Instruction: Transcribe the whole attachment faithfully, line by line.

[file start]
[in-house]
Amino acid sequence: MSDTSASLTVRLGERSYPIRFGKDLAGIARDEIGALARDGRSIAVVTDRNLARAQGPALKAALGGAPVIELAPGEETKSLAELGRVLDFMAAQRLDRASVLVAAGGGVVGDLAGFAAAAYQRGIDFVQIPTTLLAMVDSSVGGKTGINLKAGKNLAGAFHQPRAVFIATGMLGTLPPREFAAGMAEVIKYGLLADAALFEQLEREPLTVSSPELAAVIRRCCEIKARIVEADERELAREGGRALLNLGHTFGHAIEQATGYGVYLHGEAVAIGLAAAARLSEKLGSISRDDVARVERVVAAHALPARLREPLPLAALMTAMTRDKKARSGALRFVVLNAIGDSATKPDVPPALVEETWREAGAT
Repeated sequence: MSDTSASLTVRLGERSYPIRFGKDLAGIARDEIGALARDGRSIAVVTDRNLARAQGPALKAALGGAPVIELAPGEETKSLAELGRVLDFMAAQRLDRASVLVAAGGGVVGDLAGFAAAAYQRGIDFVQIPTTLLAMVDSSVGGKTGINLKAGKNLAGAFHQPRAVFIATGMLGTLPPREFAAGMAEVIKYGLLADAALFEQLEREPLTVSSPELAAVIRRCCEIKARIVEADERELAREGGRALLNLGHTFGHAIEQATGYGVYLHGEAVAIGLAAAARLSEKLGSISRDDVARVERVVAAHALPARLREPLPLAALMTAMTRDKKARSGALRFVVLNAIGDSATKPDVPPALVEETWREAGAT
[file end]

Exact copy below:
[in-house]
Amino acid sequence: MSDTSASLTVRLGERSYPIRFGKDLAGIARDEIGALARDGRSIAVVTDRNLARAQGPALKAALGGAPVIELAPGEETKSLAELGRVLDFMAAQRLDRASVLVAAGGGVVGDLAGFAAAAYQRGIDFVQIPTTLLAMVDSSVGGKTGINLKAGKNLAGAFHQPRAVFIATGMLGTLPPREFAAGMAEVIKYGLLADAALFEQLEREPLTVSSPELAAVIRRCCEIKARIVEADERELAREGGRALLNLGHTFGHAIEQATGYGVYLHGEAVAIGLAAAARLSEKLGSISRDDVARVERVVAAHALPARLREPLPLAALMTAMTRDKKARSGALRFVVLNAIGDSATKPDVPPALVEETWREAGAT
Repeated sequence: MSDTSASLTVRLGERSYPIRFGKDLAGIARDEIGALARDGRSIAVVTDRNLARAQGPALKAALGGAPVIELAPGEETKSLAELGRVLDFMAAQRLDRASVLVAAGGGVVGDLAGFAAAAYQRGIDFVQIPTTLLAMVDSSVGGKTGINLKAGKNLAGAFHQPRAVFIATGMLGTLPPREFAAGMAEVIKYGLLADAALFEQLEREPLTVSSPELAAVIRRCCEIKARIVEADERELAREGGRALLNLGHTFGHAIEQATGYGVYLHGEAVAIGLAAAARLSEKLGSISRDDVARVERVVAAHALPARLREPLPLAALMTAMTRDKKARSGALRFVVLNAIGDSATKPDVPPALVEETWREAGAT